Extreme events in the context of climate change

Sarah Perkins-Kirkpatrick, Andy Pitman

Published 6 December 2018.
Citation: Perkins-Kirkpatrick S, Pitman A. Extreme events in the context of climate change. Public Health Res Pract. 2018;28(4):e2841825.

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About the author/s

Sarah Perkins-Kirkpatrick | Climate Change Research Centre, UNSW Sydney, Australia; Australian Research Council Centre of Excellence for Climate Extremes, UNSW Sydney

Andy Pitman | Climate Change Research Centre, UNSW Sydney, Australia; Australian Research Council Centre of Excellence for Climate Extremes, UNSW Sydney

Corresponding author

Sarah Perkins-Kirkpatrick |

Competing interests

None declared.

Author contributions

SP-K drafted the manuscript and AP provided constructive edits and revisions.


By definition, extreme events are rare. Socio-economic and human systems have not experienced adverse extreme events frequently enough to develop resilience, whether this be physical, economical or structural. Humans are vulnerable to extreme events because of our physiology and because we build thresholds into our socio-economic and human health systems. When these thresholds are exceeded the consequences can be devastating. This perspective will discuss changes in heat, drought and heavy rainfall extremes in the context of climate change.

Full text

Key points

  • An increase in heatwaves is already occurring and will continue to worsen as anthropogenic climate change increases
  • It is not clear how droughts and extreme rainfall events will change in the future
  • We need to focus on building resilience to deal with the future effects of extreme events. Not doing so will ensure disastrous future impacts that we cannot currently fathom

Defining climate extremes

Our climate is changing as a consequence of human-induced greenhouse gas (GHG) emissions.1 Climate is typically defined as the average of 30 years of weather. At least initially, projected changes, on timescales of 30 years or longer, are likely to occur slowly enough so that many socio-economic and human systems can adapt. We are familiar with weather extremes such as heatwaves, storms, frost and extreme wind. To contemplate extreme events in the context of climate change requires a change in thinking from ‘how might the Earth warm’ to ‘how will extreme events be expressed in a warmer climate’. When we look at how extreme events are changing, any sense of security we might have, based on a smooth, long-term temperature trend, evaporates.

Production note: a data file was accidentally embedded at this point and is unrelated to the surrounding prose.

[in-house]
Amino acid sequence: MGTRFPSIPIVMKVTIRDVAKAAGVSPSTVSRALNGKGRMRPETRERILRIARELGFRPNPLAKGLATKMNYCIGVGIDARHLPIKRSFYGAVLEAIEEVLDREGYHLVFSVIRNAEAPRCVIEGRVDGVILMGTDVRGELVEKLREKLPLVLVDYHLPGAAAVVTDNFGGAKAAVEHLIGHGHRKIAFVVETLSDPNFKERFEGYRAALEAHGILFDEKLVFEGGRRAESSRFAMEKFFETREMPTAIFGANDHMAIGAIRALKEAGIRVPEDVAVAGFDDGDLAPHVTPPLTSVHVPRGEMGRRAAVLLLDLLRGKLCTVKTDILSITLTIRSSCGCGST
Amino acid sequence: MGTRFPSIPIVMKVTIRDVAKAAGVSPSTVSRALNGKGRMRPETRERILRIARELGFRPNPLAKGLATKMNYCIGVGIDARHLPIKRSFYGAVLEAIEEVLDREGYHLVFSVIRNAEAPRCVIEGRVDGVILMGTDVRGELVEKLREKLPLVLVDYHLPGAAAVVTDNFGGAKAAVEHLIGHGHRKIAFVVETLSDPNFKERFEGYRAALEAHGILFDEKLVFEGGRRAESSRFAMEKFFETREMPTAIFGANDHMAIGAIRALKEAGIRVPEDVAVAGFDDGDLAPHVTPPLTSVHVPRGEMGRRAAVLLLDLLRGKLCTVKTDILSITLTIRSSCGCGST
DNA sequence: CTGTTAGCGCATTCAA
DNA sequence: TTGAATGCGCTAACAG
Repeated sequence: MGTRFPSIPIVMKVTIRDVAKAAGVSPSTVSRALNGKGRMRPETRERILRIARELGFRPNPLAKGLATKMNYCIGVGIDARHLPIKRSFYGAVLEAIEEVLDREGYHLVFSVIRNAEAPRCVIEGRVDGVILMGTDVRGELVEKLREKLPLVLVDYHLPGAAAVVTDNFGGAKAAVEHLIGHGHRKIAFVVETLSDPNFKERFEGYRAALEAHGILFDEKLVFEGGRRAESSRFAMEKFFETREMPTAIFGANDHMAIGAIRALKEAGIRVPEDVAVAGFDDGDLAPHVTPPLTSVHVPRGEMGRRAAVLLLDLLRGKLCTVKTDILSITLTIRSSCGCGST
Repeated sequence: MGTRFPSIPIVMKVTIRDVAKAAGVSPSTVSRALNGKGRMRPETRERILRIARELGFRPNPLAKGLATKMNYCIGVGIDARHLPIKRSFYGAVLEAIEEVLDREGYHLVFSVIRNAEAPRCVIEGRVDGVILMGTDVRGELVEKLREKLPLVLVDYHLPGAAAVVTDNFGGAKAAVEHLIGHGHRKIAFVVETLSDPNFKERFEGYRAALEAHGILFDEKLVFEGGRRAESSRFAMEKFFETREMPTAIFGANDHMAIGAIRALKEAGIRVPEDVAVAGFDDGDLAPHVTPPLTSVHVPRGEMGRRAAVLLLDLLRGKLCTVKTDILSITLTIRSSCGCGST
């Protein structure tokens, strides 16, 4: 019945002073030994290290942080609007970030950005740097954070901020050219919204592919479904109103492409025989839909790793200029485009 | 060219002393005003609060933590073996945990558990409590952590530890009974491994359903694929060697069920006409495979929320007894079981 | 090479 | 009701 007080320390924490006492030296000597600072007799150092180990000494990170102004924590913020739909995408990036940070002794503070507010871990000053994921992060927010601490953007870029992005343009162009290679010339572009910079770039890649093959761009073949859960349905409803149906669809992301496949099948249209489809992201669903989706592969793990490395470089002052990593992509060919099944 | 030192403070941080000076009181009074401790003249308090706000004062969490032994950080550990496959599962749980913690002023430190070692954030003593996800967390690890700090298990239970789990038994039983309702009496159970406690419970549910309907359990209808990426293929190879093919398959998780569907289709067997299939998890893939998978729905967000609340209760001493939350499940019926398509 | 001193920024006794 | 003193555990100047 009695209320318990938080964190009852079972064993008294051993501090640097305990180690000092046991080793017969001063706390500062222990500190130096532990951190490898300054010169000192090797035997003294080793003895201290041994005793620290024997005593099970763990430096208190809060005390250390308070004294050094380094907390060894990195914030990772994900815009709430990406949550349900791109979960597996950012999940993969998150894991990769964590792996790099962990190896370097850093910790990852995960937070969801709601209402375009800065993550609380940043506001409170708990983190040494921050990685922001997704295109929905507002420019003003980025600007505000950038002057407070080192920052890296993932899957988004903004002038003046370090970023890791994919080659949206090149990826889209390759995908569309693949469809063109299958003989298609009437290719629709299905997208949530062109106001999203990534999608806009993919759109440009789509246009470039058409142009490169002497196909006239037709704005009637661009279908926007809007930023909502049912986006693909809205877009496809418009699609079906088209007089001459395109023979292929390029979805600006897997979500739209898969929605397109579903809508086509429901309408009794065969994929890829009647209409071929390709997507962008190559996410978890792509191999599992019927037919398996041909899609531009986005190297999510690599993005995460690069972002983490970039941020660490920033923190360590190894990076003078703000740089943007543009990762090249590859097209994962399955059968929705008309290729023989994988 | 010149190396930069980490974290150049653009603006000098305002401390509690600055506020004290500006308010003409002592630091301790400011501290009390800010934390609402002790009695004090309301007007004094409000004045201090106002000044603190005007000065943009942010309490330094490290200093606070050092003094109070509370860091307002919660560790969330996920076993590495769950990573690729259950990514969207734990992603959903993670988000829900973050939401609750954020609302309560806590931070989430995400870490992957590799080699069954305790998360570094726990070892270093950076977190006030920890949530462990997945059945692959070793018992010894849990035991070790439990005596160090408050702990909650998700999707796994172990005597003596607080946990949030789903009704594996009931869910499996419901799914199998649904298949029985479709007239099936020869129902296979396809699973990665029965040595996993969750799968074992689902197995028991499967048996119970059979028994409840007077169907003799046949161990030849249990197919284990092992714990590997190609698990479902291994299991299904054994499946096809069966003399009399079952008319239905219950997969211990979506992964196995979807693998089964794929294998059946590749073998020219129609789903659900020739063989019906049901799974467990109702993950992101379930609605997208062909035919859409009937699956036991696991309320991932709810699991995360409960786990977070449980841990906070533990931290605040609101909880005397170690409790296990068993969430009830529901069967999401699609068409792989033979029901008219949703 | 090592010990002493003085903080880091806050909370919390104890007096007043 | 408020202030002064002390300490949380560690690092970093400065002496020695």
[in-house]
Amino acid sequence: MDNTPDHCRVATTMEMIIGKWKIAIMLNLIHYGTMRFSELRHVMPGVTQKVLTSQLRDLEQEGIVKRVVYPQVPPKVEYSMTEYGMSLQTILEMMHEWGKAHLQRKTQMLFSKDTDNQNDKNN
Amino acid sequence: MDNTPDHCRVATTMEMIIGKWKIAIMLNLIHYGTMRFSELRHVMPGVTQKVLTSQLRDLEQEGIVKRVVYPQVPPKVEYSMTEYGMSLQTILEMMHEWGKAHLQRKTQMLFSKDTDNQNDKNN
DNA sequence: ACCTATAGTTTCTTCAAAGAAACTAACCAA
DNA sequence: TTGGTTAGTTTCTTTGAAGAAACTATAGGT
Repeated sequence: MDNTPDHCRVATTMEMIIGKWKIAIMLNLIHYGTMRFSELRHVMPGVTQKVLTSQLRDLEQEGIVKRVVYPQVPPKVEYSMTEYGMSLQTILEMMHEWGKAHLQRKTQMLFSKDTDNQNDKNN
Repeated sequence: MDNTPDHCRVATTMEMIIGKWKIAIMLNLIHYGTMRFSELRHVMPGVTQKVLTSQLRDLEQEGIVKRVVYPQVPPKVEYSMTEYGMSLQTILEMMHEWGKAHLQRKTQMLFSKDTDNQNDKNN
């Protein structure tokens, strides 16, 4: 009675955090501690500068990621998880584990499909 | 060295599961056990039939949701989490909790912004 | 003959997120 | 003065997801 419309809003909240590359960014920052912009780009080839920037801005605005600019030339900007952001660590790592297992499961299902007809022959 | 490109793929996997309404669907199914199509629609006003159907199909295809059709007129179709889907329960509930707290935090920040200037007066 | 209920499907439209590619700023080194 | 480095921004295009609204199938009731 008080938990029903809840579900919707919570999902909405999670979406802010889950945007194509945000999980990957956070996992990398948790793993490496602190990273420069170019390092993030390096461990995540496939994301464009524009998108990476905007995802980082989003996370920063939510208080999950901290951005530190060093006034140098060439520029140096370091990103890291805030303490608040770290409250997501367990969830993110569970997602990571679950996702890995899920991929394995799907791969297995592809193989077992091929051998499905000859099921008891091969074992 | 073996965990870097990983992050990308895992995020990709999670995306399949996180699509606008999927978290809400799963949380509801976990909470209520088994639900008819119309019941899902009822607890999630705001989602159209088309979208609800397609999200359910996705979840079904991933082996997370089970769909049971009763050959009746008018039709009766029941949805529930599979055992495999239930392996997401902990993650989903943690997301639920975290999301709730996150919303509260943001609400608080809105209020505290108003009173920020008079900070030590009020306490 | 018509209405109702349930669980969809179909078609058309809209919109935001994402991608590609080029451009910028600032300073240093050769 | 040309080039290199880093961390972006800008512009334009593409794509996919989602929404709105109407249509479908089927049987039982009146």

Extreme events occur on meteorological to interannual timescales, from minutes to decades. They are governed on shorter timescales by prevailing weather systems and on longer timescales by modes of climate variability acting on the background state, with the background state changing because of rising GHG concentrations. The importance of specific weather systems and modes of variability is endemic to individual regions and to the extreme event of interest, so we cannot easily judge how climate change will be expressed in terms of extreme events in a particular region. Given this challenge, combined with the importance of providing advice to planners and policy makers, it is not surprising that understanding how extreme events are being affected by climate change is a high priority.2


In a stationary climate, we expect the occurrences and intensity of temperature extremes to remain largely unchanged over time. A 1-in-50-year heatwave would occur on average once every 50 years, but may occur more or less often in a shorter time window, depending on what cycles of climate variability and weather systems eventuate. Because of GHG emissions, however, the global temperature has risen by about 1°C since 1860.1 This warming has led to a ‘new normal’ climate3, in which heat events that were once considered extreme are becoming more common.

As shown in Figure 1, a small increase in average temperatures can lead to large changes in the frequency of extreme heat events. Critically, unprecedented heat events emerge at the upper tail (Figure 1, far right), which would not have occurred in the original climate. This may be further exacerbated if temperature variability also increases; that is, the distribution becomes wider as well as shifting towards warmer conditions. Increases in extreme heat events are not theoretical; heatwaves have already worsened across the world.4 If health or other socio-economic systems have resilience to these ‘novel’ climates it is by luck, not by good planning, as we have not planned for events that historically did not exist.

It is important to recognise that heatwaves can change in intensity, frequency and duration; for example, a heatwave that may once have lasted 3 days and now lasts 10 days is both extreme and likely catastrophic. Moreover, extensive analysis has found a clear human signal behind recent heatwaves5, including those occurring on state6 and national7 levels in Australia. Locally, extreme heat records outnumber their cooler counterparts 12 to 1.8 During the 2017 Australian summer, Moree in northern New South Wales recorded 50 days higher than 35°C, blitzing the previous record of 17 days. This is well beyond predictions made within the climate community and highlights how a change of approximately 1°C in global mean temperature can translate into extreme events that are affecting us now.

Figure 1.     Effect of warming on the probability of extreme events9 (Click to enlarge)

Unfortunately, the future of extreme heat does not look good for humans. We have already seen remarkable changes in extreme heat events with 1°C global warming; current projections estimate the planet will warm by 2.5–5.8°C by 2100 under a business-as-usual scenario. Across Europe, approximately 100 extra heatwave days are projected to occur under these conditions10 with an extra 10–50 across Australia.11 The unprecedented heatwaves across Europe in 2003, Russia in 2010 and the US in 1980 will occur commonly by the middle of this century.12 Some regions such as the Arabian Peninsula may be uninhabitable by 2100.13


Droughts, largely characterised by long periods of very low rainfall, are primarily driven by modes of climate variability, occurring on seasonal to yearly timescales. The El Niño/Southern Oscillation (ENSO) and the Indian Ocean Dipole (IOD) influence Australian droughts; prolonged and intense events are common during El Niño and positive IOD seasons.14 Indeed, a combination of El Niño and positive IODs have been responsible for some of Australia’s worst droughts.14 Droughts are also associated with extreme heat; heatwaves exacerbate soil desiccation, which in turn increases heatwave intensity and duration.15